How I Got Wooed By Startups As An Intern

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Luke Geiger Crunch Network Contributor

Luke Geiger is the founder and lead developer of 6th Man Apps. a startup aimed at helping sports teams calculate advanced analytics. For the past four years he has been working for startups in Detroit, mostly with UpTo. He is currently in his senior year at the University of Michigan.

My life changed when I got a job at a startup. I was 19 years old and had just finished my first year at the University of Michigan. By some stroke of luck I managed to land a software engineering internship at a venture capital-backed startup called UpTo. Located in downtown Detroit, I actually stayed on with them on and off throughout most of college.

Startup jobs are infamously known to be hard to get. This is true. I applied four times for that internship through the venture capital firm that funded UpTo. I got ignored the first two times, rejected the third and then finally got matched up with UpTo. To this day, I am convinced the only reason they finally accepted me was because I was such a pain in the ass.

I’ll never forget the first day, especially that elevator ride up from the lobby to the third-floor UpTo office. There were two other interns in the elevator with me, and we got on the subject of where we went to school. The girl on my left went to Harvard; the guy on my right went to Stanford. I was shaken.

When the doors opened onto the third floor I had my first introduction to the startup dress code. If you’ve worked for a startup before, you know the code I’m talking about. It allows you to subconsciously identify someone’s role at a company just by what they wear.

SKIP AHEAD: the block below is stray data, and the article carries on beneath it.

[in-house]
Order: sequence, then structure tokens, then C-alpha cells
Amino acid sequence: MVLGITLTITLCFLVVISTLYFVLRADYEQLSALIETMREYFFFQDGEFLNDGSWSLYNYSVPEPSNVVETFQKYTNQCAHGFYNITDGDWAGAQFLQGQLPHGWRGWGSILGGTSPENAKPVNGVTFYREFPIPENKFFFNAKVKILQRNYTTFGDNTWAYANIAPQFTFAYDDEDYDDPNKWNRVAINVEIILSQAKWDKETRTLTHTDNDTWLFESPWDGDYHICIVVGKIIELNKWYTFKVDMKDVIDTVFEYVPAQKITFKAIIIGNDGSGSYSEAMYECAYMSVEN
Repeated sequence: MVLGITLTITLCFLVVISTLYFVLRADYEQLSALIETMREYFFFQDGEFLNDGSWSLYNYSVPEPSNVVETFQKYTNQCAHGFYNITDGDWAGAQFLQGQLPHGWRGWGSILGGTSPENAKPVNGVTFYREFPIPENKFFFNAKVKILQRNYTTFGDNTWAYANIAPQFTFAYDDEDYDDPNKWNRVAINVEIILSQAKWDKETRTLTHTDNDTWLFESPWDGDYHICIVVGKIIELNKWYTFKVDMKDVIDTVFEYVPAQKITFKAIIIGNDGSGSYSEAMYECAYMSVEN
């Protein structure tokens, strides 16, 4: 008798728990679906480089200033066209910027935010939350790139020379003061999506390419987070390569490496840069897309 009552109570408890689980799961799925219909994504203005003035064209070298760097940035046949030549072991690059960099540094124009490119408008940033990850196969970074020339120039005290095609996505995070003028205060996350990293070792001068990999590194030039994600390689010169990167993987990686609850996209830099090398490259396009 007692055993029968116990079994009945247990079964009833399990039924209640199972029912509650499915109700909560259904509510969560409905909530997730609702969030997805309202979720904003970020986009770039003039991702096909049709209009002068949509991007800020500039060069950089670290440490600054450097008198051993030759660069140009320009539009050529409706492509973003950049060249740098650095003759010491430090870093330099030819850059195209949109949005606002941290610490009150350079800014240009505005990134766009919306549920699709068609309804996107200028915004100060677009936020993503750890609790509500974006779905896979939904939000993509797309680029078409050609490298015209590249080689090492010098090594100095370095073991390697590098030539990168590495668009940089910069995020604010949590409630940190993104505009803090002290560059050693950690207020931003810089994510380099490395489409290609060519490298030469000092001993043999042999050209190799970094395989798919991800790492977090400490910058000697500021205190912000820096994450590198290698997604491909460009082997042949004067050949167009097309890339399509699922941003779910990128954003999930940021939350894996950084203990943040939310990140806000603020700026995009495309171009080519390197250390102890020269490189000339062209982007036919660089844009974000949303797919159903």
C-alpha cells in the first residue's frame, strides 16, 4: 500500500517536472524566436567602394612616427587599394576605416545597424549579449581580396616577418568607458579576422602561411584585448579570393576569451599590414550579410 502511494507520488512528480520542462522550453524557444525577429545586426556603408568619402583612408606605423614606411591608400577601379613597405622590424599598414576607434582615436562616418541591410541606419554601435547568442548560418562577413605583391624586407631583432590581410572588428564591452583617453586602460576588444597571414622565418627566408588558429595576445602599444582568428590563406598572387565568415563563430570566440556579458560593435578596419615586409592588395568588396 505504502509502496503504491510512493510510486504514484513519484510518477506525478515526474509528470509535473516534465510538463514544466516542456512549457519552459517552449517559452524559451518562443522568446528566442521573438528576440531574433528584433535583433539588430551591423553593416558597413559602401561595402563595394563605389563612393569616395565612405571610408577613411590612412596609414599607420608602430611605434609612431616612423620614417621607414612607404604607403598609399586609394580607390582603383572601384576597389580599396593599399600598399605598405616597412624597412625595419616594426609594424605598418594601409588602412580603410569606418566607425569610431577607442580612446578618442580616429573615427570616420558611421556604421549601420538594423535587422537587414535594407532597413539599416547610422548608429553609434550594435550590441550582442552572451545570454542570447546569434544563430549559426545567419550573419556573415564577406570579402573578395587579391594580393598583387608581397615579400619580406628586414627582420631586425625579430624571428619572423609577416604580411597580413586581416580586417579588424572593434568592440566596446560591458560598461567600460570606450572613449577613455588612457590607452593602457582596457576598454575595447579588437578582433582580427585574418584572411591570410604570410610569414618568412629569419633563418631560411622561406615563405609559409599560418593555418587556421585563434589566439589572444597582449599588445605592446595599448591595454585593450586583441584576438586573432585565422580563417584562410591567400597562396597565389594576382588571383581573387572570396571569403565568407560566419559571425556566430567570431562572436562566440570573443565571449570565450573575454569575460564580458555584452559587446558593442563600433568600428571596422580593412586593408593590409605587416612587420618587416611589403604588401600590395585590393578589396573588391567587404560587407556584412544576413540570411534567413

I won’t give away all the details, but it’s usually something like this: developers have some variation of the Zuckerberg hoodie, designers have some sort of bright-colored shoes, the business guys wear collared shirts and the venture capitalists wear sweaters over a collared shirt.

I fit into none of these categories that day, and stuck out like a sore thumb. Classic intern .

My life changed when I got a job at a startup.

When it came time for me to get assigned my first task, I had absolutely no idea how the hell to do it. I was asked to create a view that could draw a rectangle, with n amount of scissor cuts on the right side. I had very little programming experience, let alone iOS experience, but somehow I managed to get it done.

That day, I learned perhaps the most valuable lesson a programmer could learn — which is, of course, how to use Google. I took a picture of my finished rectangle and sent it to all my friends because, for whatever reason, I thought it was badass that I could make an iPhone draw a rectangle.

Even though the first days at UpTo were intimidating, after a while I began to realize what an amazing experience I was having. I couldn’t have dreamt of a better situation. My desk was two feet away from a senior iOS developer, and I got to ask him any question I could think of whenever I wanted. Just a few feet beyond that was the CTO, CEO and lead designer — all of them willing to answer any of my questions. On a daily basis, my learning began to scale exponentially.

The Friday of my second week is when I first really realized what startups were all about.

Everyone in that room believed they were working on something that had the potential to disrupt industries and change the world.

It was the 2012 Detroit Venture Partners Pitch Day held at the Madison Theater. For those of you who don’t know what Pitch Days are, it’s where startups and investors from all over the world come together so startups can raise funding. The Madison Theater was packed. The atmosphere was electric. I had the worst seat in the house, but it didn’t matter. I was tuned-in man.

Pitching a startup is an art form. The people pitching have to convince this room full of people to give millions of dollars to their company, which often times is currently losing money. If done correctly, with just the right amount of buzzwords and slides,